August 01, 2022
1 min read
A group of international ocular trauma experts reached consensus that the Birmingham Eye Trauma Terminology system, or BETTs, is still appropriate for clinical use.
They also agreed on the need for new terminology to further classify globe and adnexal injuries.
A two-round modified Delphi survey was conducted among 69 experts with significant experience in trauma surgery, identified through their membership in globe and adnexal trauma societies. After identifying key topics and gaps in the current terminology, a steering committee within the International Globe and Adnexal Trauma Epidemiology Study Ophthalmic Trauma Terminology Consensus Group developed questions and analyzed the responses. Consensus was considered to be reached when at least 67% of respondents indicated agreement.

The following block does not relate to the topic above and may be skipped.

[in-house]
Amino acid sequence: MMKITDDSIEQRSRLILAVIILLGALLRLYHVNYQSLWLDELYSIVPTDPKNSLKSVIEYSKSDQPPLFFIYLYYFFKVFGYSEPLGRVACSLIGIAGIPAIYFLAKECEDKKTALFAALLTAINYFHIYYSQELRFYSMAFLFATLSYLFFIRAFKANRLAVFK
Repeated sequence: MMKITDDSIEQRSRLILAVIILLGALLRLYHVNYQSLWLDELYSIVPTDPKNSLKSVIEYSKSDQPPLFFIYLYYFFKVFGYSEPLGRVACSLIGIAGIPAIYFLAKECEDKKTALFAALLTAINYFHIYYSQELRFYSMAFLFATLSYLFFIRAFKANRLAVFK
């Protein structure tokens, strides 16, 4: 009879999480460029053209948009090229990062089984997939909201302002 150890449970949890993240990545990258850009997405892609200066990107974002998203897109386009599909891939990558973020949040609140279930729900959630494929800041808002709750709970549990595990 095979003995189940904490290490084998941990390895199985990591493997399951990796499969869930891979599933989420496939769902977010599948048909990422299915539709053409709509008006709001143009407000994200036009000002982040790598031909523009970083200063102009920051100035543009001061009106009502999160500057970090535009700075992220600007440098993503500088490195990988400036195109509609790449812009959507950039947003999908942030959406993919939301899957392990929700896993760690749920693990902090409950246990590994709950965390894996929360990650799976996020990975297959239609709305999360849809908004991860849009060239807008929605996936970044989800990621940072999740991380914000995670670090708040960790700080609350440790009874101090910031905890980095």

Consensus was achieved for 82% of the current definitions (nine of 11) provided by the BETTs, supporting continued use in clinical practice. New terms identified to address gaps in the existing terminology, particularly regarding globe and adnexal injuries, reached consensus in 65% of the questions (11 of 17) in round 1 and in 57% of the questions (four of seven) after redefinition in round 2. The new terms included the mechanism of injury, classified as sharp, blunt, mixed, intraocular foreign body, bite and burn, in the definition of globe and adnexal trauma, a more precise description of location of injuries, and the inclusion of lens status information and retinal involvement. Consensus was also achieved on the introduction of the new term “globe and adnexal trauma” to replace the previous term “ocular trauma” for an injury to the globe and adnexa.
“We hope our findings will improve communication between clinicians managing ocular trauma as well as research in the area,” the authors wrote. Extended, more detailed definitions should also support “a more complete evaluation and prognostic assessment.”